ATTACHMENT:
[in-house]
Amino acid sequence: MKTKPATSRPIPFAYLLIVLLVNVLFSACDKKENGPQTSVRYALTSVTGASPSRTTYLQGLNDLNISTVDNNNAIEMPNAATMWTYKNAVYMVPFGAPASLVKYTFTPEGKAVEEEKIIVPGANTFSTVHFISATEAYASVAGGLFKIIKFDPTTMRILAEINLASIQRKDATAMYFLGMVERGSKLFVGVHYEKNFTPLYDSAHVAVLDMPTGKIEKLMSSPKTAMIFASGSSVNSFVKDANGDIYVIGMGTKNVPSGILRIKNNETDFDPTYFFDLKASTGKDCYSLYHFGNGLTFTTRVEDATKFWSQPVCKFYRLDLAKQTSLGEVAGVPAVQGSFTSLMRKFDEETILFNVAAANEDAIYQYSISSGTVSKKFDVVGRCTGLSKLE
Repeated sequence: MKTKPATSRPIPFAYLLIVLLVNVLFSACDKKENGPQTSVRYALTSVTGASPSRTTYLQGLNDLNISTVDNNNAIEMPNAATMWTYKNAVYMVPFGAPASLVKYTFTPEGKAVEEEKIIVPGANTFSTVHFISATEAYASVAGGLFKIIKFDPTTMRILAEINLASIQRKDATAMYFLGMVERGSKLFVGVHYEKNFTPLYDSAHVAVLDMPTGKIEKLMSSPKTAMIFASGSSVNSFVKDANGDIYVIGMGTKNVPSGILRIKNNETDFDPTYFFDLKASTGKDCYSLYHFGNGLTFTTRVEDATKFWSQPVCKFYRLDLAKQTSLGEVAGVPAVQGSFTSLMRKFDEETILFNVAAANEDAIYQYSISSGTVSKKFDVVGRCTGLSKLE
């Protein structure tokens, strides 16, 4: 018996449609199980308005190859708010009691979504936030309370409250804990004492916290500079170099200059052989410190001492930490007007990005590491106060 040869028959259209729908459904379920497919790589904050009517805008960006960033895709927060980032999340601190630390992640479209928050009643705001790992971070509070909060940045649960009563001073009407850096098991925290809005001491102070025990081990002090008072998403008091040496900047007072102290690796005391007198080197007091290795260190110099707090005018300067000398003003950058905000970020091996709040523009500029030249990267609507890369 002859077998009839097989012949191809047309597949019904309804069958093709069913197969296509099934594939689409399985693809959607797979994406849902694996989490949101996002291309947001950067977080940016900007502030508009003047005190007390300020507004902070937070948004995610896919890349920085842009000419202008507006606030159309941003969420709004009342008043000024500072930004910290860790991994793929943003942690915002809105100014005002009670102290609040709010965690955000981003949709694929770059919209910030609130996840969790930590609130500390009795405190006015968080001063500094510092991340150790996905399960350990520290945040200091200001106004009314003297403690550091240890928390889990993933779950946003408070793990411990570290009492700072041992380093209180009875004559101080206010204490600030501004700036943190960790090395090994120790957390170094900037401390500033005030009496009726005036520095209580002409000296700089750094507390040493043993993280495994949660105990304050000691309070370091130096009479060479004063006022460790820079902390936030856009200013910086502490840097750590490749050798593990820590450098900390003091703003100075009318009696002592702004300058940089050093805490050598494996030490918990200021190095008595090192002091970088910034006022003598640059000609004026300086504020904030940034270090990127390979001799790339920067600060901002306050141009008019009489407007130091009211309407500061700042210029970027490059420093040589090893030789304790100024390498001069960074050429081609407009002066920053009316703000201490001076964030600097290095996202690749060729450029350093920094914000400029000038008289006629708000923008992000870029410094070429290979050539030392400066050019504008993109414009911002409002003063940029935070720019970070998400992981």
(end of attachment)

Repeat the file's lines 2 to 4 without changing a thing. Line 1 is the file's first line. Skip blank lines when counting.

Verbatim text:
Amino acid sequence: MKTKPATSRPIPFAYLLIVLLVNVLFSACDKKENGPQTSVRYALTSVTGASPSRTTYLQGLNDLNISTVDNNNAIEMPNAATMWTYKNAVYMVPFGAPASLVKYTFTPEGKAVEEEKIIVPGANTFSTVHFISATEAYASVAGGLFKIIKFDPTTMRILAEINLASIQRKDATAMYFLGMVERGSKLFVGVHYEKNFTPLYDSAHVAVLDMPTGKIEKLMSSPKTAMIFASGSSVNSFVKDANGDIYVIGMGTKNVPSGILRIKNNETDFDPTYFFDLKASTGKDCYSLYHFGNGLTFTTRVEDATKFWSQPVCKFYRLDLAKQTSLGEVAGVPAVQGSFTSLMRKFDEETILFNVAAANEDAIYQYSISSGTVSKKFDVVGRCTGLSKLE
Repeated sequence: MKTKPATSRPIPFAYLLIVLLVNVLFSACDKKENGPQTSVRYALTSVTGASPSRTTYLQGLNDLNISTVDNNNAIEMPNAATMWTYKNAVYMVPFGAPASLVKYTFTPEGKAVEEEKIIVPGANTFSTVHFISATEAYASVAGGLFKIIKFDPTTMRILAEINLASIQRKDATAMYFLGMVERGSKLFVGVHYEKNFTPLYDSAHVAVLDMPTGKIEKLMSSPKTAMIFASGSSVNSFVKDANGDIYVIGMGTKNVPSGILRIKNNETDFDPTYFFDLKASTGKDCYSLYHFGNGLTFTTRVEDATKFWSQPVCKFYRLDLAKQTSLGEVAGVPAVQGSFTSLMRKFDEETILFNVAAANEDAIYQYSISSGTVSKKFDVVGRCTGLSKLE
């Protein structure tokens, strides 16, 4: 018996449609199980308005190859708010009691979504936030309370409250804990004492916290500079170099200059052989410190001492930490007007990005590491106060 040869028959259209729908459904379920497919790589904050009517805008960006960033895709927060980032999340601190630390992640479209928050009643705001790992971070509070909060940045649960009563001073009407850096098991925290809005001491102070025990081990002090008072998403008091040496900047007072102290690796005391007198080197007091290795260190110099707090005018300067000398003003950058905000970020091996709040523009500029030249990267609507890369 002859077998009839097989012949191809047309597949019904309804069958093709069913197969296509099934594939689409399985693809959607797979994406849902694996989490949101996002291309947001950067977080940016900007502030508009003047005190007390300020507004902070937070948004995610896919890349920085842009000419202008507006606030159309941003969420709004009342008043000024500072930004910290860790991994793929943003942690915002809105100014005002009670102290609040709010965690955000981003949709694929770059919209910030609130996840969790930590609130500390009795405190006015968080001063500094510092991340150790996905399960350990520290945040200091200001106004009314003297403690550091240890928390889990993933779950946003408070793990411990570290009492700072041992380093209180009875004559101080206010204490600030501004700036943190960790090395090994120790957390170094900037401390500033005030009496009726005036520095209580002409000296700089750094507390040493043993993280495994949660105990304050000691309070370091130096009479060479004063006022460790820079902390936030856009200013910086502490840097750590490749050798593990820590450098900390003091703003100075009318009696002592702004300058940089050093805490050598494996030490918990200021190095008595090192002091970088910034006022003598640059000609004026300086504020904030940034270090990127390979001799790339920067600060901002306050141009008019009489407007130091009211309407500061700042210029970027490059420093040589090893030789304790100024390498001069960074050429081609407009002066920053009316703000201490001076964030600097290095996202690749060729450029350093920094914000400029000038008289006629708000923008992000870029410094070429290979050539030392400066050019504008993109414009911002409002003063940029935070720019970070998400992981």